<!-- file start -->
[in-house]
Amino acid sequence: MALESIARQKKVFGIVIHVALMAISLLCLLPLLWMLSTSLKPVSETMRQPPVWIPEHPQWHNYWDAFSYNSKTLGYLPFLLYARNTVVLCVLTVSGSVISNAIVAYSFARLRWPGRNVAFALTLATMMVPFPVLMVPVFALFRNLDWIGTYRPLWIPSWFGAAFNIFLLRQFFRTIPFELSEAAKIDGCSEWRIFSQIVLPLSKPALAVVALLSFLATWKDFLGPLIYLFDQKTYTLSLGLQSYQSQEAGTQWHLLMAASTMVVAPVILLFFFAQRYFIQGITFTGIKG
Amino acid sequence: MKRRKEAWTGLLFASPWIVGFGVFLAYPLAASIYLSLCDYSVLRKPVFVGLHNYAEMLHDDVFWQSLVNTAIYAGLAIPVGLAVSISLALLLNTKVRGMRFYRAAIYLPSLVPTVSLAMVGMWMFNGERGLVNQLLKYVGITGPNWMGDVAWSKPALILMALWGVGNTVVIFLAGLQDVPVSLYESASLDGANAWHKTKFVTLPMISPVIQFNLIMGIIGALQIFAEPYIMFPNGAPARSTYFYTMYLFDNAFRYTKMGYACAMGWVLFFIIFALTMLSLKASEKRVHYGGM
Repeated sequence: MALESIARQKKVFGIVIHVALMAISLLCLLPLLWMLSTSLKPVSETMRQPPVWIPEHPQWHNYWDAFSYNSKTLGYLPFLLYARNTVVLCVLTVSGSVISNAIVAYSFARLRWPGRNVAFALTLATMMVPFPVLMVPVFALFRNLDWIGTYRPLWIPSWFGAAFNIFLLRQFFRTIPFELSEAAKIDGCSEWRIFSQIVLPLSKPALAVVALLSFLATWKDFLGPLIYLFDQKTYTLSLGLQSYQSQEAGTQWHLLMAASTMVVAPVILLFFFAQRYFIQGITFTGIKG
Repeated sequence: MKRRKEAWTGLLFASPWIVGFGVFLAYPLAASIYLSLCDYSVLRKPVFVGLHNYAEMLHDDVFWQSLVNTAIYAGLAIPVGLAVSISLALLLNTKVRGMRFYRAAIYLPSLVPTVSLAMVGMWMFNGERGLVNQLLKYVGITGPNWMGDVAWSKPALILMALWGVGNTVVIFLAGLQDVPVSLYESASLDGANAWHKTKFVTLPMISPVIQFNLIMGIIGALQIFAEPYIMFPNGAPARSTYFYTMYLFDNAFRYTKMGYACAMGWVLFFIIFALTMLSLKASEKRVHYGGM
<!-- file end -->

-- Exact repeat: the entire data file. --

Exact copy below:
[in-house]
Amino acid sequence: MALESIARQKKVFGIVIHVALMAISLLCLLPLLWMLSTSLKPVSETMRQPPVWIPEHPQWHNYWDAFSYNSKTLGYLPFLLYARNTVVLCVLTVSGSVISNAIVAYSFARLRWPGRNVAFALTLATMMVPFPVLMVPVFALFRNLDWIGTYRPLWIPSWFGAAFNIFLLRQFFRTIPFELSEAAKIDGCSEWRIFSQIVLPLSKPALAVVALLSFLATWKDFLGPLIYLFDQKTYTLSLGLQSYQSQEAGTQWHLLMAASTMVVAPVILLFFFAQRYFIQGITFTGIKG
Amino acid sequence: MKRRKEAWTGLLFASPWIVGFGVFLAYPLAASIYLSLCDYSVLRKPVFVGLHNYAEMLHDDVFWQSLVNTAIYAGLAIPVGLAVSISLALLLNTKVRGMRFYRAAIYLPSLVPTVSLAMVGMWMFNGERGLVNQLLKYVGITGPNWMGDVAWSKPALILMALWGVGNTVVIFLAGLQDVPVSLYESASLDGANAWHKTKFVTLPMISPVIQFNLIMGIIGALQIFAEPYIMFPNGAPARSTYFYTMYLFDNAFRYTKMGYACAMGWVLFFIIFALTMLSLKASEKRVHYGGM
Repeated sequence: MALESIARQKKVFGIVIHVALMAISLLCLLPLLWMLSTSLKPVSETMRQPPVWIPEHPQWHNYWDAFSYNSKTLGYLPFLLYARNTVVLCVLTVSGSVISNAIVAYSFARLRWPGRNVAFALTLATMMVPFPVLMVPVFALFRNLDWIGTYRPLWIPSWFGAAFNIFLLRQFFRTIPFELSEAAKIDGCSEWRIFSQIVLPLSKPALAVVALLSFLATWKDFLGPLIYLFDQKTYTLSLGLQSYQSQEAGTQWHLLMAASTMVVAPVILLFFFAQRYFIQGITFTGIKG
Repeated sequence: MKRRKEAWTGLLFASPWIVGFGVFLAYPLAASIYLSLCDYSVLRKPVFVGLHNYAEMLHDDVFWQSLVNTAIYAGLAIPVGLAVSISLALLLNTKVRGMRFYRAAIYLPSLVPTVSLAMVGMWMFNGERGLVNQLLKYVGITGPNWMGDVAWSKPALILMALWGVGNTVVIFLAGLQDVPVSLYESASLDGANAWHKTKFVTLPMISPVIQFNLIMGIIGALQIFAEPYIMFPNGAPARSTYFYTMYLFDNAFRYTKMGYACAMGWVLFFIIFALTMLSLKASEKRVHYGGM